Hell came for college football on Sunday, the way it comes too often for too many corners of American society.
On Saturday, the University of Virginia played Pittsburgh in a home football game. On Sunday, some of the Cavalier players, along with non-athlete students, boarded a charter bus as part of a class field trip to see a play in Washington, D.C.
As the bus returned to campus late Sunday night, everything erupted.
A gunman. A shooting on the bus. Three dead students, each a football player. Two others injured, at least one of whom was a player. A manhunt for the shooter, himself a former player at UVA, although someone who hadn’t been with the program in at least a year.
And a shelter in place order that rocked the pristine grounds of this idyllic campus and rattled a sport far and wide to its core.
The questions are plentiful. The answers almost non-existent. The pain is simply incalculable.
Three young lives ended. Three bright futures extinguished.
“Devastation,” Virginia coach Tony Elliott described it in a statement. “Heartache.”
D’Sean Perry, a junior linebacker from Miami, Lavel Davis, a star wide receiver from South Carolina and Devin Chandler, a Virginia Beach native and wide receiver who transferred back to his home state from Wisconsin, all died, two of them while still on the bus.
One of the wounded, running back Mike Hollins of Baton Rouge, La., was listed in good condition, according to The Advocate newspaper. Another student was listed in critical condition.
The alleged shooter, just days before his 21st birthday, was arrested without incident Monday afternoon some 75 miles away, near Richmond, Virginia.
There will be time to figure out what happened, how it happened and why it happened. The alleged gunman has been charged with three counts of murder.
“There will be questions that have no answers,” UVA police chief Tim Longo said. “We do not yet have a full understanding of the motive and circumstances surrounding this event.”
Perhaps that will come, not that there is an answer that changes anything, that brings back the lives snuffed out far too soon. There is nothing that can truly make sense of these acts. There never is.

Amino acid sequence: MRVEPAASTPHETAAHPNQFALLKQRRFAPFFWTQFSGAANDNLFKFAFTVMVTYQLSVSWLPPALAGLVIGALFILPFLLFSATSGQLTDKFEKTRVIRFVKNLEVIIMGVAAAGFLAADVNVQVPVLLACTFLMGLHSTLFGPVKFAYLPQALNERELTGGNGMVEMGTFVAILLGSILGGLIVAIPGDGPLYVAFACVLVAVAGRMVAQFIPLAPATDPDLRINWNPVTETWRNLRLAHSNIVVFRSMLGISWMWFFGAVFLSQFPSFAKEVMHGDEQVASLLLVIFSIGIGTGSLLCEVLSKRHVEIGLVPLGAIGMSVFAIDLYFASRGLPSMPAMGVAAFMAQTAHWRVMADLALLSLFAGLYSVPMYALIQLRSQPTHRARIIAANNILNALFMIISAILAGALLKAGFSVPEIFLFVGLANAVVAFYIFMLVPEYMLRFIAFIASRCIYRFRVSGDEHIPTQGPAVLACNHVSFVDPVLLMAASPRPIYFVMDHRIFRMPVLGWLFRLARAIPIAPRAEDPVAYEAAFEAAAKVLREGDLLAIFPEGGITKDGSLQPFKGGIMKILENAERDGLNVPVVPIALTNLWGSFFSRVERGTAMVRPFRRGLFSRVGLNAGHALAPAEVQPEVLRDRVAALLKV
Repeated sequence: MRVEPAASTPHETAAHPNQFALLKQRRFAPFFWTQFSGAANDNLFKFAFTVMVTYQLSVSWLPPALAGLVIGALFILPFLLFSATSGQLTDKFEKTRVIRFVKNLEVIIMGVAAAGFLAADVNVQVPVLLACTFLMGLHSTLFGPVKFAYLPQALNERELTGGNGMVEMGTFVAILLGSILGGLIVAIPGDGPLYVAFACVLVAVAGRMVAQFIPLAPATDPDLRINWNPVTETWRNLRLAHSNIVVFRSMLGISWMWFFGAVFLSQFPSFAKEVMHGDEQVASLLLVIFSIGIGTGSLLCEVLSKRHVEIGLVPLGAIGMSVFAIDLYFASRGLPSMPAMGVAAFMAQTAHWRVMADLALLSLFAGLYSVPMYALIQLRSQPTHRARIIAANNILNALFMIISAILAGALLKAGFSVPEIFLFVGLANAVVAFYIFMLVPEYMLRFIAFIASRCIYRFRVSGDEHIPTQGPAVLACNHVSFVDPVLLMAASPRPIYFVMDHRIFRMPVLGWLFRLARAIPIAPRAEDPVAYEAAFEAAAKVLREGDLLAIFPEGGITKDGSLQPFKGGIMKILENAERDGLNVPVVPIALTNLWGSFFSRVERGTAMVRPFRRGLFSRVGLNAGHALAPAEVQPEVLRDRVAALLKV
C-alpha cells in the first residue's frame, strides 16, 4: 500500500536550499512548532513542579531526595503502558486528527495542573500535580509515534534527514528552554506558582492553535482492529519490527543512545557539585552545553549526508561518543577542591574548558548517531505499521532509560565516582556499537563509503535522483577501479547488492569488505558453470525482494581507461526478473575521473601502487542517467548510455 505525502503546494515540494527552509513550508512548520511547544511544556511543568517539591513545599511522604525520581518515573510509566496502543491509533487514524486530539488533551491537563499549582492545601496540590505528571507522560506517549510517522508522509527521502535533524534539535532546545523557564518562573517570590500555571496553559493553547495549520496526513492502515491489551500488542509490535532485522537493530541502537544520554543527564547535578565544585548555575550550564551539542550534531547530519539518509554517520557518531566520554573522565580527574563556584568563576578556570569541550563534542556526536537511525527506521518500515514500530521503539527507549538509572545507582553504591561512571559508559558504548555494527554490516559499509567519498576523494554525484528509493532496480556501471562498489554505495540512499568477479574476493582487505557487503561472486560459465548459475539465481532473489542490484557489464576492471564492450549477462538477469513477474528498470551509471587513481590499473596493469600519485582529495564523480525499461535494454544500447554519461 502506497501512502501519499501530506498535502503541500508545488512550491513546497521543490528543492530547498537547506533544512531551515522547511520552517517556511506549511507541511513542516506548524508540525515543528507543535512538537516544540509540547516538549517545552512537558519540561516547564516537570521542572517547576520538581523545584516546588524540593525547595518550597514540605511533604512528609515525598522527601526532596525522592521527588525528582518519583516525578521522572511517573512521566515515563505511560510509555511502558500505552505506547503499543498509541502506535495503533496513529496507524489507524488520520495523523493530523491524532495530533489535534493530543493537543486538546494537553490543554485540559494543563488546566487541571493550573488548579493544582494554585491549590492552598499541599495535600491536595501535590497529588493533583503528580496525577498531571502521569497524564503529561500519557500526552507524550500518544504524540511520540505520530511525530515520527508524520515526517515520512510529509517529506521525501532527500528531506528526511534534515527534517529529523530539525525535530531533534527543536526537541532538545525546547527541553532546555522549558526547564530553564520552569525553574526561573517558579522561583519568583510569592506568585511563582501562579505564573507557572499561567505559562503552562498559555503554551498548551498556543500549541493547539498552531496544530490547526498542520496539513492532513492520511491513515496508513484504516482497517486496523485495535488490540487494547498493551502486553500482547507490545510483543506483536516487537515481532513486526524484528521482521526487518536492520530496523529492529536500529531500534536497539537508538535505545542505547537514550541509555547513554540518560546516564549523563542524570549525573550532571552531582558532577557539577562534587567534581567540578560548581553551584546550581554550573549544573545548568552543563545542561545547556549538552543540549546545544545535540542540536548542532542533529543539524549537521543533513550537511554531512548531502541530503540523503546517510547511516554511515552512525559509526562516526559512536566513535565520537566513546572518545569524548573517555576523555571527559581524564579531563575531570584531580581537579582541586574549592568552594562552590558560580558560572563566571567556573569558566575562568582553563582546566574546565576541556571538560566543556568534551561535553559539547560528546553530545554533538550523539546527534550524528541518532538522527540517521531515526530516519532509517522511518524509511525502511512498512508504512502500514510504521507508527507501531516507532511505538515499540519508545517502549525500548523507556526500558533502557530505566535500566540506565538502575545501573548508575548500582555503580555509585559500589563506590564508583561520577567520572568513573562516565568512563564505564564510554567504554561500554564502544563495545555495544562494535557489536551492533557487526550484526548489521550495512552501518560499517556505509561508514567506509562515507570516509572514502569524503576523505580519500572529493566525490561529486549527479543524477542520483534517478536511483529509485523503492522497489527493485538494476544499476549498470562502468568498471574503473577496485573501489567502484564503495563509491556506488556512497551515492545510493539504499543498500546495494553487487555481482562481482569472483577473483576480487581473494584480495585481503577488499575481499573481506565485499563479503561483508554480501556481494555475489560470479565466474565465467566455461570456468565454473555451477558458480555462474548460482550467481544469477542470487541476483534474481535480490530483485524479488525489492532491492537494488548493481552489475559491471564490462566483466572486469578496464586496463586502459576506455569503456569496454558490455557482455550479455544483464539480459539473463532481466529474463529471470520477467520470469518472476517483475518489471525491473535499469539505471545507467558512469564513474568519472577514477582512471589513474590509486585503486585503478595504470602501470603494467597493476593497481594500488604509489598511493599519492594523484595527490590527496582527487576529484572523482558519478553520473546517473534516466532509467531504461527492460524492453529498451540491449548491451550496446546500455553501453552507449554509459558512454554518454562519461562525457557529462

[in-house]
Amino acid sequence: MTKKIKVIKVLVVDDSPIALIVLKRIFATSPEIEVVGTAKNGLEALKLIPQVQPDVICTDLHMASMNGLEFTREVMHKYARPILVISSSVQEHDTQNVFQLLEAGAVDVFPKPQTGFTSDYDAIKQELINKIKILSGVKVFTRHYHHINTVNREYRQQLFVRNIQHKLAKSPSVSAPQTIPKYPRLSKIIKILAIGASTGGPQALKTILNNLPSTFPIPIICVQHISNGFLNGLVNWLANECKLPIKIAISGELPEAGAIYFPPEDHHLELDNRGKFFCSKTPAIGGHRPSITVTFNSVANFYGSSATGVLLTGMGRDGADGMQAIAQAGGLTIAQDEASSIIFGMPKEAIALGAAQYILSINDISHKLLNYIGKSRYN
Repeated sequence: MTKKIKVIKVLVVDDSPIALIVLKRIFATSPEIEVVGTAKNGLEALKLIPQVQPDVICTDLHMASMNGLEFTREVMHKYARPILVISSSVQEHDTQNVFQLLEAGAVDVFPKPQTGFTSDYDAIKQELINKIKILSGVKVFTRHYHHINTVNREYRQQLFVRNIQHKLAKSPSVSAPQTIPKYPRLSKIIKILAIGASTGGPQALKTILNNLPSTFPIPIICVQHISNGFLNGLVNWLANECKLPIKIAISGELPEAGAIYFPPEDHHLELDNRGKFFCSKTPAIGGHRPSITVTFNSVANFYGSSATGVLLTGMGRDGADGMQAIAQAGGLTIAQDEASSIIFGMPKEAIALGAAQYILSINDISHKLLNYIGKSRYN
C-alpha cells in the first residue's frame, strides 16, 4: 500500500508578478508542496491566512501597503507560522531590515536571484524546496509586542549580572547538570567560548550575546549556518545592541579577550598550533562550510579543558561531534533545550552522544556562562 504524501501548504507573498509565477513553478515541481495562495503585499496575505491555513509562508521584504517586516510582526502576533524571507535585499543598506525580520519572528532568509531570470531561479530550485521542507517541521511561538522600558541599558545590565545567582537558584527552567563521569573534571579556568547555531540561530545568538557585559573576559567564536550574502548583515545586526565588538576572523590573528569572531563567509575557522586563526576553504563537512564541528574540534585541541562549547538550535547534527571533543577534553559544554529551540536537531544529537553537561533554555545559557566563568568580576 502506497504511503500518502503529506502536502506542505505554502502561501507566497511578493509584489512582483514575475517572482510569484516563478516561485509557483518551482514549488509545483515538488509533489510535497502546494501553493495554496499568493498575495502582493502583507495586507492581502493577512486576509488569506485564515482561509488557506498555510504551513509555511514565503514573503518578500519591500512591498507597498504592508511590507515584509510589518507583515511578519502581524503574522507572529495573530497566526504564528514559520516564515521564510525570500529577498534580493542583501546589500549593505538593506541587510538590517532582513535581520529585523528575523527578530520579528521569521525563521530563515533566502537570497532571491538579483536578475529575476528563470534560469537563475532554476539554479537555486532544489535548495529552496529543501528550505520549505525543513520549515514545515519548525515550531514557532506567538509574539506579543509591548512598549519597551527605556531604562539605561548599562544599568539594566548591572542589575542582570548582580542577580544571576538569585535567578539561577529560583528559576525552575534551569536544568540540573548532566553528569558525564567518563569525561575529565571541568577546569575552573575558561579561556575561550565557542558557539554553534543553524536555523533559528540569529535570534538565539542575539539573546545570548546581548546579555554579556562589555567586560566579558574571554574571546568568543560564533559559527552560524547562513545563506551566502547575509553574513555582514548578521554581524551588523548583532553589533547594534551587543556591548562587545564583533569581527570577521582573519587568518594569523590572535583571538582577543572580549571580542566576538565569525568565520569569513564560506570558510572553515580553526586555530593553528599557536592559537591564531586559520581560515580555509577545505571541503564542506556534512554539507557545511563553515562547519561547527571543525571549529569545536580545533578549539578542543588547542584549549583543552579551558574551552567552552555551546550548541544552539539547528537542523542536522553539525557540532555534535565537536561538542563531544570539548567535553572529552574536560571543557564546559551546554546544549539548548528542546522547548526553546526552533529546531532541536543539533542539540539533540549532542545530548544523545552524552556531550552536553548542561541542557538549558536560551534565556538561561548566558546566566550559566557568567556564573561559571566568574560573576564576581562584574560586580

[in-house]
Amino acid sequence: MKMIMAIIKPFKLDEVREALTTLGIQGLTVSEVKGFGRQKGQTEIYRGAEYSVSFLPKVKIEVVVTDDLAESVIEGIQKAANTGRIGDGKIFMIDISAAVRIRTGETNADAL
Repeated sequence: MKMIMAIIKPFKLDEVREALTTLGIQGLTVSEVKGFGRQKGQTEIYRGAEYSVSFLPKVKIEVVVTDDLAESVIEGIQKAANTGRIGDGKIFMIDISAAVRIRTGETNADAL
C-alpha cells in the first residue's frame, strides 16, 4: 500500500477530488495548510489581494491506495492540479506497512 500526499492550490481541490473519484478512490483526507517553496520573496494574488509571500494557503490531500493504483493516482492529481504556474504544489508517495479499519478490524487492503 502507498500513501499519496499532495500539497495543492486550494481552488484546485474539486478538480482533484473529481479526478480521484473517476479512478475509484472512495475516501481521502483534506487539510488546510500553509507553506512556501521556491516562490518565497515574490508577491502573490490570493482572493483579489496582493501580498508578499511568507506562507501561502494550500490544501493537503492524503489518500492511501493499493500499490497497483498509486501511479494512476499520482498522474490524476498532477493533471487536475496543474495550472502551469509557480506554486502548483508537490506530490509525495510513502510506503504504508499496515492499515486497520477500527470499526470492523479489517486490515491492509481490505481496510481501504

What causes someone who has risen all the way to UVA, one of the nation’s finest and most famous universities, to engage in this kind of act against his fellow students, ending their lives but also, for all intents and purposes, his own, too?
“[They were] found inside a charter bus where they’d been for the day enjoying a school activity, having a meal together and then coming back to our grounds,” Longo said. “And then someone amongst them chose to do an act of violence.”
When a school field trip to an off-campus play is considered dangerous, even to some of the biggest and strongest men around, then what is safe, where is safe and how does this country ever find a way to end this plague of death and destruction?
Longo said the alleged shooter had come across the university’s “threat assessment team” twice in recent years.
Once it was for a report that he owned a firearm and another for participation in some kind of hazing incident. Both investigations went nowhere. A roommate said he never saw a gun and a lack of cooperation ended the hazing inquiry. There was an additional “concealed weapon violation” outside of Charlottesville that was never reported to campus authorities, Longo said.
Now this. Now three families heading to a campus where they once dropped their sons off to play Division I football and receive a world-class education. This is still the kind of program where Sundays can be spent on educational enrichment, not just preparing for the next opponent.
Now the football team is left without some of its biggest personalities, three kids hailed by fellow students and professors alike for their academic curiosity and daily joy. The games feel even more meaningless.
“These were incredible young men with huge aspirations and extremely bright futures,” Elliott said. “Our hearts ache for their families, for their classmates and their friends … they touched us, inspired us and worked incredibly hard as representatives of our program, university and community.”
Elliott sounded like so many other authority figures through the years. Broken down and unsure what to say through these unimaginable circumstances that just keep happening and happening. All anyone can do is hope it doesn’t happen to them. All day Monday, coaches and players from across sports offered thoughts and condolences. There is almost nothing else that can be said.
“My heart is broken for the victims and their families,” UVA president James Ryan said. “ ... This is an extraordinarily difficult day for our community.”
This time it came to Virginia. This time to college football. This time until the next time, when another wave of sadness and tragedy hits someone and somewhere else.